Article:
Superfund Research Program
Estrogen Receptor-Arylhydrocarbon Receptor Interactions in the CNS
Project Leader: Gloria V. Callard
Grant Number: P42ES007381
Funding Period: 2000-2012
In addition to their toxic effects, generally from high dose exposures, many different environmental chemicals have the potential to disrupt critical hormone-regulated processes of development, reproduction, and normal body functions. Termed “hormonally active agents” (HAA), these chemicals are common contaminants at Superfund sites. By virtue of their ability to mimic or block hormone binding to specific receptors, HAA can have effects, even at low doses and transient exposures. During fetal development, effects of HAA may be greatly delayed in onset, or revealed only as an increased susceptibility to disorders associated with genetic factors, nutritional deficits, disease, aging, or subsequent chemical exposure. The effects of lifetime or multigenerational HAA exposures is completely unknown.
To address these issues, Dr. Gloria Callard’s research focuses specifically on chemicals such as PCBs and dioxins that can interact to disrupt normal hormonal estrogen signaling during neurodevelopment, and affect neural genes and neural processes in the adult and aging brain. Zebrafish (Danio rerio) are used as a model for conducting controlled experiments in the laboratory, with the objective of establishing clear cause-and-effect relationships between specific chemicals/chemical mixtures and disrupted neural genes/cellular processes (mechanisms). A second, wild caught fish species, the killifish (Fundulus heteroclitus) is collected at a highly polluted Superfund site (New Bedford Harbor, MA) and compared with killifish from a clean site, in order to determine the significance of laboratory findings for animals living long term and over many generations in a highly polluted natural environment.
Callard’s lab is using genetic markers to investigate effects of two main classes of HAA (estrogen- and dioxin-like chemicals) on estrogen-regulated neural processes. Results show that each gene/tissue-type has a different chemical sensitivity and responsiveness; effects are cumulative with exposure time and related to life stage (i.e., late > early embryos; embryos >> adults). Fish populations in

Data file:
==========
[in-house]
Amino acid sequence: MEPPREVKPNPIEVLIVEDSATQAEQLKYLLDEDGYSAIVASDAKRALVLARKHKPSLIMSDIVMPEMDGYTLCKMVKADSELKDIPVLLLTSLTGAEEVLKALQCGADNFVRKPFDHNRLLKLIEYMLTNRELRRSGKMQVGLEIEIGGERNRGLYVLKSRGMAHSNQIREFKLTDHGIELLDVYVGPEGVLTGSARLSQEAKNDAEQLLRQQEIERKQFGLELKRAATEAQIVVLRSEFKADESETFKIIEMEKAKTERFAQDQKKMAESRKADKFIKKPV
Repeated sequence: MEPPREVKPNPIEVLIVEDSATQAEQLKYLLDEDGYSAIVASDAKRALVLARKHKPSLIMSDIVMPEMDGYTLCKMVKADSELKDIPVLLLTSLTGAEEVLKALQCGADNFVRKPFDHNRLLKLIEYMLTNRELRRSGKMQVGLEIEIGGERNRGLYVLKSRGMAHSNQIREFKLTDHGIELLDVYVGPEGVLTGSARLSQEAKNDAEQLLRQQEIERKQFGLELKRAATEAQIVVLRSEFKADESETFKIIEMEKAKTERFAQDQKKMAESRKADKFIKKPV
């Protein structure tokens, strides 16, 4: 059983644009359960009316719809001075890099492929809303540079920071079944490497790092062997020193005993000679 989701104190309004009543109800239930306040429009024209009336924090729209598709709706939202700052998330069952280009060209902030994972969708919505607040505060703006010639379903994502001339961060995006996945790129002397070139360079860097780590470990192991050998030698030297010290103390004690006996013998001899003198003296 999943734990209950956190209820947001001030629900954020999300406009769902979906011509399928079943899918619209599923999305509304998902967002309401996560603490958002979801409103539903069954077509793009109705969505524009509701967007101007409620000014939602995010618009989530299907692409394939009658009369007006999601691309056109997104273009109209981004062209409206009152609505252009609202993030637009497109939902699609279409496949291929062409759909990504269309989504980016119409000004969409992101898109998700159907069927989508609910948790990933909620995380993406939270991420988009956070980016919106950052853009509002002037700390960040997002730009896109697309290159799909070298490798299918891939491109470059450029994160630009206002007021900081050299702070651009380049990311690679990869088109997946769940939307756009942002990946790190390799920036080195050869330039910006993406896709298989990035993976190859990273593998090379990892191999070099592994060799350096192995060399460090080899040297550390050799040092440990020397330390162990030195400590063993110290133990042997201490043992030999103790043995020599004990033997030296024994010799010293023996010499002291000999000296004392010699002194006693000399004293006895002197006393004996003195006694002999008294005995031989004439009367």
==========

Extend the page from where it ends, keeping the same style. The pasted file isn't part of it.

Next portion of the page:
To identify effects of HAA on processes of neurodevelopment, neuroplasticity and repair, Callard’s group is using known gene markers (e.g., Nurr1, Nur77, Nor1), as well as an unbiased genome-wide search (microarray analysis). To date, 91 estrogen-regulated and 316 dioxin-regulated genes have been identified in zebrafish embryos (of 17,000 total). Of these, 16 genes were co-regulated, and 18 were oppositely regulated, by estrogen and dioxin. A complementary approach (subtractive hybridization) is being used to identify genes involved in neuroplasticity and repair processes in adult fish. This panel of genes will provide valuable reagents for monitoring effects of estrogen and HAA on diverse processes in developing and adult nervous system.
Dr. Callard is also investigating how HAA can subsequently modify the structure and function of normally transcribed genes (splice variants). This is a novel and relatively unstudied, alternative mechanism of action of HAA. Results show that known and suspected HAA, and samples from contaminated sites, can stimulate conversion of a normal (functional) to an abnormal (non-functional) gene product. This mechanism could explain estrogen “resistance” after long-term exposure to an estrogenic environment (
The Callard group is also conducting a mechanistic study designed to characterize molecular interactions of estrogen and dioxin on the regulatory region of estrogen target genes. Complementary bioinformatic and laboratory approaches are being used to obtain the necessary reagents: e.g., cloned neural gene promoters and estrogen receptors.